Journal of Business Ethics 26 (3):181 - 195 (2000)

The present paper reports the results of a vignette- and questionnaire-based research project investigating the influence of Moral Intensity (MI) on decision making in a New Zealand business context. The use of a relatively sensitive research design yielded results showing that – in contrast to previous research – objective manipulations, as well as subjective perceptions, of three of the six MI components were of particular importance in accounting for a comparatively large proportion of the variation in four outcome variables. There were no interactions of appreciable magnitude between MI components, or variations across scenarios. Also, no support was found for a reliable multi-dimensional structure of perceptions of Moral Intensity. Implications of the findings are discussed.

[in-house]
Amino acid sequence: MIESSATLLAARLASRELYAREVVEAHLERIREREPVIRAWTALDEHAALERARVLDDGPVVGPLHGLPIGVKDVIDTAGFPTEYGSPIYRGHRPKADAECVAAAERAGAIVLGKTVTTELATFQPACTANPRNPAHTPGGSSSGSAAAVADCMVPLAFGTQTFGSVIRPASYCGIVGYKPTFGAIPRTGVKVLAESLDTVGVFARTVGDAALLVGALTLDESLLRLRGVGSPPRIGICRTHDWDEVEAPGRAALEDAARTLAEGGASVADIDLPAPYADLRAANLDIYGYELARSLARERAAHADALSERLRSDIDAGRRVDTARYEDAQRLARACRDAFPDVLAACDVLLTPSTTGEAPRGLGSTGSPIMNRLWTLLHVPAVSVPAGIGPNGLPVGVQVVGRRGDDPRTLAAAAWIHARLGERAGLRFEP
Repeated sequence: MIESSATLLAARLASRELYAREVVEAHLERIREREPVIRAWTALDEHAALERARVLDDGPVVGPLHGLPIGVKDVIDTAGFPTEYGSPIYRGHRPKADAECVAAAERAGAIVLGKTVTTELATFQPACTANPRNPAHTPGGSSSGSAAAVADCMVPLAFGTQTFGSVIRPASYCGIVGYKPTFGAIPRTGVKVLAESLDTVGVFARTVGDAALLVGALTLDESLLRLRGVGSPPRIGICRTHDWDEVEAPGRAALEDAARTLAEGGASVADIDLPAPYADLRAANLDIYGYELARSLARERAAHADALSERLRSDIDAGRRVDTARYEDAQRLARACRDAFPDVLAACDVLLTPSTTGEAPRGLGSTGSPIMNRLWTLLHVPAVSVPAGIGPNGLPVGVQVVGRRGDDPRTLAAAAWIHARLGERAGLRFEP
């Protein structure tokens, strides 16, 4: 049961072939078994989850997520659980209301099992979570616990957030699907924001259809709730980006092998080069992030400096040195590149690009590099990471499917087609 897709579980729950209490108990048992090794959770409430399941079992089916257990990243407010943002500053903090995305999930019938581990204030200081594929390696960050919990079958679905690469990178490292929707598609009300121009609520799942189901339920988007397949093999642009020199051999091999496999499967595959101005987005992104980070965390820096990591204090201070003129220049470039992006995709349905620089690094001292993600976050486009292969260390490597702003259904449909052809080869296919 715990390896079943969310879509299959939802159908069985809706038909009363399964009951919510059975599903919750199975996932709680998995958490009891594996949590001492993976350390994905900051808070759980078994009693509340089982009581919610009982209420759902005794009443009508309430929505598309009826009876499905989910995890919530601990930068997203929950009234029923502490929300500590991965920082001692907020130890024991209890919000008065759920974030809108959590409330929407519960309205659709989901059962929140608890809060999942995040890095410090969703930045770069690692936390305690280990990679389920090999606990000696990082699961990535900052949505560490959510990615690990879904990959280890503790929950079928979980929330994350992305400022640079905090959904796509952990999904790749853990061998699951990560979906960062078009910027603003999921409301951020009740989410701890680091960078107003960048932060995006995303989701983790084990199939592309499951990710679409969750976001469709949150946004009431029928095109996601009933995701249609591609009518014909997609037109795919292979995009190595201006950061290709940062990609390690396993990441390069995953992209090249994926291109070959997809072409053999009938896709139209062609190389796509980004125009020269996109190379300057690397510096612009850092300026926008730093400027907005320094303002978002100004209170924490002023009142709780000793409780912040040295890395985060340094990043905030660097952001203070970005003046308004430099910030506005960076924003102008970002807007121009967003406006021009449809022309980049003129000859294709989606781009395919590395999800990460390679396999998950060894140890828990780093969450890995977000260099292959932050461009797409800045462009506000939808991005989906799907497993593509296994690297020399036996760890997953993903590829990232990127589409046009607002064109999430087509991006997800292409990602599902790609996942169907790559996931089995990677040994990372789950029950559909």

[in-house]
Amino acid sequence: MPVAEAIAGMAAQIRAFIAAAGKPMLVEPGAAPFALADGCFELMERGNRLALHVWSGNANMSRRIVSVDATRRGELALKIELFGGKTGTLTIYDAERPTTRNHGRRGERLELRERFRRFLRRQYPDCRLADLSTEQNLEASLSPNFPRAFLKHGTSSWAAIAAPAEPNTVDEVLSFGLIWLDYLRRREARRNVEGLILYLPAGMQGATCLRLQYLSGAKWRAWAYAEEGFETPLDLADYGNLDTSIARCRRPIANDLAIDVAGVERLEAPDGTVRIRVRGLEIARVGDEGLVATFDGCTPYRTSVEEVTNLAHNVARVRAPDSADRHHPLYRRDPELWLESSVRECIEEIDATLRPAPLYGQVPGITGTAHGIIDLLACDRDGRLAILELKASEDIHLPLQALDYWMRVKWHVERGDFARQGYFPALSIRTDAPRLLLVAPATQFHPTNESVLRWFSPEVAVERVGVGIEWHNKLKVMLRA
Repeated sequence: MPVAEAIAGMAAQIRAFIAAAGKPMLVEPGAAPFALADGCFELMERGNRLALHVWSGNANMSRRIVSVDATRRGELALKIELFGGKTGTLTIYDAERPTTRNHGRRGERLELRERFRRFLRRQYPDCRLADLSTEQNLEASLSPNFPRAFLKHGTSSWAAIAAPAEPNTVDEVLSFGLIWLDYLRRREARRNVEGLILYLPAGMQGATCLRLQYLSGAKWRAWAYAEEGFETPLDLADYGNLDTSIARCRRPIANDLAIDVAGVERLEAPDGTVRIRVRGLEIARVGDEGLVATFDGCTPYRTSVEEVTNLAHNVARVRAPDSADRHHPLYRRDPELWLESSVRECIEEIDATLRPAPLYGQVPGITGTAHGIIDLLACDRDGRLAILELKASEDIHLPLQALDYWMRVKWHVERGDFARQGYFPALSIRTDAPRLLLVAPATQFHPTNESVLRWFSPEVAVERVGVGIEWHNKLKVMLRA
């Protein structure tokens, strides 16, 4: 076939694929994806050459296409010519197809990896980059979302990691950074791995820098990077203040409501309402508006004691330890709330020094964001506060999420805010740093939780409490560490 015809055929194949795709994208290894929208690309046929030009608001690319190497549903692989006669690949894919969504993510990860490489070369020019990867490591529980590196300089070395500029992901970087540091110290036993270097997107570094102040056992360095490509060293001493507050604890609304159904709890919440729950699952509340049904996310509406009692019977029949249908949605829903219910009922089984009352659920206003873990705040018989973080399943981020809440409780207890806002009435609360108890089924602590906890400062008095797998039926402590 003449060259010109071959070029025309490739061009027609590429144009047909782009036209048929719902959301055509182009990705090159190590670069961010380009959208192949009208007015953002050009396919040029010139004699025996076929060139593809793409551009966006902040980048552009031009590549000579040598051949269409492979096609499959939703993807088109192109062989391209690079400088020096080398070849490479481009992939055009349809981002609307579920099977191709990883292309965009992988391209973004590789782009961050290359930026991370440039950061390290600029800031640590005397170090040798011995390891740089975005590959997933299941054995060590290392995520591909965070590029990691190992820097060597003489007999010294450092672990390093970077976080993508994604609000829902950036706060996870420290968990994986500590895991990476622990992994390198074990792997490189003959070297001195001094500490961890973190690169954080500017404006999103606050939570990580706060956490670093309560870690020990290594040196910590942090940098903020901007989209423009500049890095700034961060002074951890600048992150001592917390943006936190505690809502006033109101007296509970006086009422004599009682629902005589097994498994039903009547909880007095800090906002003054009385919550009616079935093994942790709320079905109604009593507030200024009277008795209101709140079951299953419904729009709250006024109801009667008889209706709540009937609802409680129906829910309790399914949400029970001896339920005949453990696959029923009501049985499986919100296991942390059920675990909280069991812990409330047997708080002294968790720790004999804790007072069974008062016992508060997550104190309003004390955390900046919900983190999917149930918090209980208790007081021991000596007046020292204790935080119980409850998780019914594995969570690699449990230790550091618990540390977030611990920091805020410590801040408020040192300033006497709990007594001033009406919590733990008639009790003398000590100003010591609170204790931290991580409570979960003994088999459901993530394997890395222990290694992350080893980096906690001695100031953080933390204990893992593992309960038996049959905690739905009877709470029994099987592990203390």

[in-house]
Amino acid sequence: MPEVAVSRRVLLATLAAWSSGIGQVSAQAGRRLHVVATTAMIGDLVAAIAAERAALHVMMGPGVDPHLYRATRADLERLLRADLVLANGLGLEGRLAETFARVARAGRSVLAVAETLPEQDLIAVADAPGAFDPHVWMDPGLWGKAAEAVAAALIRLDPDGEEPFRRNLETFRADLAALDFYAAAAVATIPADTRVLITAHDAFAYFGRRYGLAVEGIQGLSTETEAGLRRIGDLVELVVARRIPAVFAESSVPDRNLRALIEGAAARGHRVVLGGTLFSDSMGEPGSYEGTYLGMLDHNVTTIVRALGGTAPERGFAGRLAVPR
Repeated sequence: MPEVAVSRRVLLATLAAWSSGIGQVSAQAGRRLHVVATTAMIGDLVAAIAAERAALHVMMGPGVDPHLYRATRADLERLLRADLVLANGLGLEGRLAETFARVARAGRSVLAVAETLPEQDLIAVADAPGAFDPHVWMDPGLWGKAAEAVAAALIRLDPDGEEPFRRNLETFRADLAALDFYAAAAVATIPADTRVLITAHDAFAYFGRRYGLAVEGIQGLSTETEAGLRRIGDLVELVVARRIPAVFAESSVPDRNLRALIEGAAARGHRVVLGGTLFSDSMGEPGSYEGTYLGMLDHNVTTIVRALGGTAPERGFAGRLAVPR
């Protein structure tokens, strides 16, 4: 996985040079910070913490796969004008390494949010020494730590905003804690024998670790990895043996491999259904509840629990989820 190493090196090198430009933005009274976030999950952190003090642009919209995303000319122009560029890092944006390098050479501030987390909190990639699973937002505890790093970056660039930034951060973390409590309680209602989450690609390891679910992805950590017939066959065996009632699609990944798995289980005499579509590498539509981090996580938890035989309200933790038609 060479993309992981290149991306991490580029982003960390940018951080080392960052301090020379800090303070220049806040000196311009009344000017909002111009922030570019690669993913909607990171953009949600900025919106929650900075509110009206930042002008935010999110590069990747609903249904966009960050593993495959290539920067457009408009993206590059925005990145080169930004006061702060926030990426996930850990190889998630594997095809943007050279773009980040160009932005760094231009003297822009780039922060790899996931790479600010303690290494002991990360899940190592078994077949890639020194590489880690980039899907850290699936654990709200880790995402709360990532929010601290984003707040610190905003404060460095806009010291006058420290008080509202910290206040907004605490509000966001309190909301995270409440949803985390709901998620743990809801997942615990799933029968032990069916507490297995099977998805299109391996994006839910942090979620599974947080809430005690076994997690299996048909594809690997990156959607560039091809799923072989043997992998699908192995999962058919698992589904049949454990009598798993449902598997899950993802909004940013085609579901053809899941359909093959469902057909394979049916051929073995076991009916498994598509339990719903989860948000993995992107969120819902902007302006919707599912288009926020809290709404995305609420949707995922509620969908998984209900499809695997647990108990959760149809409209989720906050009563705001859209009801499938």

Keywords Philosophy   Ethics   Business Education   Economic Growth   Management
Categories (categorize this paper)
Reprint years 2004
DOI 10.1023/A:1006139124110
Edit this record
Mark as duplicate
Export citation
Find it on Scholar
Request removal from index
Revision history

Download options

PhilArchive copy

Upload a copy of this paper     Check publisher's policy     Papers currently archived: 72,607
External links

Setup an account with your affiliations in order to access resources via your University's proxy server
Configure custom proxy (use this if your affiliation does not provide a proxy)
Through your library

References found in this work BETA

The Measurement of Moral Judgment.Anne Colby - 1987 - Cambridge University Press.

View all 10 references / Add more references

Citations of this work BETA

A Cognitive–Intuitionist Model of Moral Judgment.Adenekan Dedeke - 2015 - Journal of Business Ethics 126 (3):1-21.

View all 52 citations / Add more citations

Similar books and articles


Added to PP index

Total views
36 ( #320,137 of 2,533,634 )

Recent downloads (6 months)
1 ( #389,998 of 2,533,634 )

How can I increase my downloads?


My notes